Latin American currencies fell since 2014
In the last part of the series, we discussed that PC sales suffered the steepest fall in 2Q15 since 3Q13. The IDC (International Data Corporation) and Gartner think that the strong appreciation of the US dollar (UUP) against other foreign currencies has pushed PC prices up. This caused PC shipments to fall.
US dollar experienced significant appreciation in 2014
Strong appreciation of the US dollar against a basket of currencies forced many regions to hike PC prices. This impacted their sales. In 2014, the US dollar emerged as one of the most preferred currencies in the world. Falling oil prices and the US economy’s strength in a world with sluggish growth helped the US dollar climb to its highest levels since 2006. However, this impacted technology companies like IBM (IBM), Oracle (ORCL), and Microsoft (MSFT) that derive most of their revenue from outside the US.
According to Gartner’s principal analyst, Mikako Kitagawa, “The price hike of PCs became more apparent in some regions due to a sharp appreciation of the U.S. dollar against local currencies.”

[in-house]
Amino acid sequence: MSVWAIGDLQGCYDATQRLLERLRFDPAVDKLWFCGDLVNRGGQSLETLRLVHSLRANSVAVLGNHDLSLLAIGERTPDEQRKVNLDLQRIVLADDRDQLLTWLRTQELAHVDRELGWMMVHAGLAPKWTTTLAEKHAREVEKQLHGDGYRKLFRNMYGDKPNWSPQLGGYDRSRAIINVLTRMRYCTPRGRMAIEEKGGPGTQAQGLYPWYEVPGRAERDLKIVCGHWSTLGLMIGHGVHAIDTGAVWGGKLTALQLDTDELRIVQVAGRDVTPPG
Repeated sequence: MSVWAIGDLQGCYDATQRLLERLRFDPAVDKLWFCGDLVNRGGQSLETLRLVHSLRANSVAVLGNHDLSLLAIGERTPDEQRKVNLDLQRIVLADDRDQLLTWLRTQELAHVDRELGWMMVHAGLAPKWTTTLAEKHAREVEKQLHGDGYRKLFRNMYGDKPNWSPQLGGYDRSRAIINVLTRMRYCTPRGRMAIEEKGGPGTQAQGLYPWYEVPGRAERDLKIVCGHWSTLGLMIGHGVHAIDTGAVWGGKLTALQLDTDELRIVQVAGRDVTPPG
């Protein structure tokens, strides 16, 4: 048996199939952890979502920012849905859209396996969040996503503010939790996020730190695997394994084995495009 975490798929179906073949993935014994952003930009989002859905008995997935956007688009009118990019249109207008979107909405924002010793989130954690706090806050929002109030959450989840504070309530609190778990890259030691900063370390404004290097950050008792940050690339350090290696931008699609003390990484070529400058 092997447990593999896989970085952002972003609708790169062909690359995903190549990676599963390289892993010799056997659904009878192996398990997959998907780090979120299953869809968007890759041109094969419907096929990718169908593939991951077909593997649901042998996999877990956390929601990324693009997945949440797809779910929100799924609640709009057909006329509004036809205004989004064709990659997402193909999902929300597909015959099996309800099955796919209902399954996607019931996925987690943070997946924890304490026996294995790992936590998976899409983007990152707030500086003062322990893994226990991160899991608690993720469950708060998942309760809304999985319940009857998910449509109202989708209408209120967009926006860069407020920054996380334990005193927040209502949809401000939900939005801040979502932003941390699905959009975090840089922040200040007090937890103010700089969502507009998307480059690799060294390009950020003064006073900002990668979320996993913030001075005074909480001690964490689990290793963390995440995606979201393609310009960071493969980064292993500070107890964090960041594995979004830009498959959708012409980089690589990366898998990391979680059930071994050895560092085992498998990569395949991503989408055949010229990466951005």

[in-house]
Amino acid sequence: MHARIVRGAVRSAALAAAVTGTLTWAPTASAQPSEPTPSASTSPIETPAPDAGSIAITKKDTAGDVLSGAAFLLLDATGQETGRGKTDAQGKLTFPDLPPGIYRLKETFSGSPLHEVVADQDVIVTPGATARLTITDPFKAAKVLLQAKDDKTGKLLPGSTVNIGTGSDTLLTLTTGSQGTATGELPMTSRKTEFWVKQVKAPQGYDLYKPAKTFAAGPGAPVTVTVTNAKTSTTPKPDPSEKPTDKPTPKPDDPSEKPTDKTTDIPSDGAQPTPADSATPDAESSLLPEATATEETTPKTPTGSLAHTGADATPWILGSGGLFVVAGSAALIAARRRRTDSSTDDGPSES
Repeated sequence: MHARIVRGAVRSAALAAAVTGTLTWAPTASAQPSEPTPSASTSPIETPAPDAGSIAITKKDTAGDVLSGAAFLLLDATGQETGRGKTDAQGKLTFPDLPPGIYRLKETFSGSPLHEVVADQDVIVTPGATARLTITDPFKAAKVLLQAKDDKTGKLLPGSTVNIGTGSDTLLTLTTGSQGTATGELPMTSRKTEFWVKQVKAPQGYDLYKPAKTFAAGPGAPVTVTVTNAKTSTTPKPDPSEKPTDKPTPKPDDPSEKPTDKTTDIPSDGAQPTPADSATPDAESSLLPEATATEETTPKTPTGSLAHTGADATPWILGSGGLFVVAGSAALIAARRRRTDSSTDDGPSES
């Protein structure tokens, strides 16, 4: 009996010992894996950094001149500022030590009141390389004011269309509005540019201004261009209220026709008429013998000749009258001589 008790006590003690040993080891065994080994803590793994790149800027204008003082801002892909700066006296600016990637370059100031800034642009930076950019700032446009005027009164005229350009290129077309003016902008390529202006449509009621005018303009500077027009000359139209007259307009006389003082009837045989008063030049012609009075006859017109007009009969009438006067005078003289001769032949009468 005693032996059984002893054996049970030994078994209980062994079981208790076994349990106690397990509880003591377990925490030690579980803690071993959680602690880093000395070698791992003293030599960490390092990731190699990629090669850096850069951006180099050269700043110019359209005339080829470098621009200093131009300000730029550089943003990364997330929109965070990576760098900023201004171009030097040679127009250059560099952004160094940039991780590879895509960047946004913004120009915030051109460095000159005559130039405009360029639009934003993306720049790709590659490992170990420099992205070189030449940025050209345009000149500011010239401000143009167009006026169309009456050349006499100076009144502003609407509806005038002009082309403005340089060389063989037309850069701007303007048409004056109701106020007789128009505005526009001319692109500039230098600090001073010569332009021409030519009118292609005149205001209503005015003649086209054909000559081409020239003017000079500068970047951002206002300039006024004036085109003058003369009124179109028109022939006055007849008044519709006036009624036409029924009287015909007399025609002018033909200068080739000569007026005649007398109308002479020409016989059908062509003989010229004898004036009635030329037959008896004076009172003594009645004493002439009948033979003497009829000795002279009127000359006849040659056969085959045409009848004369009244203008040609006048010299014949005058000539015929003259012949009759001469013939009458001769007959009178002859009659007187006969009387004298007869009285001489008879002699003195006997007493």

Please read Key Catalysts Behind The US Dollar Rally In 2014 to learn more about the journey of the US dollar.
Latin American currencies versus the US dollar
The above graph shows the performance of certain Latin American currencies against the US dollar since the start of 2014. These currencies, like most others, have depreciated against the dollar. The Argentine peso was one of the hardest hit currencies in the region. It fell 27% during this period. The Brazilian real fell by 20.60%, the Mexican peso fell by 13.80%, the Chilean peso fell by 13.10%, and the Peruvian nuevo sol fell by 11%.
To learn more about Latin America’s long-term investment prospects, please read The Implications of Depreciating Latin American Currencies.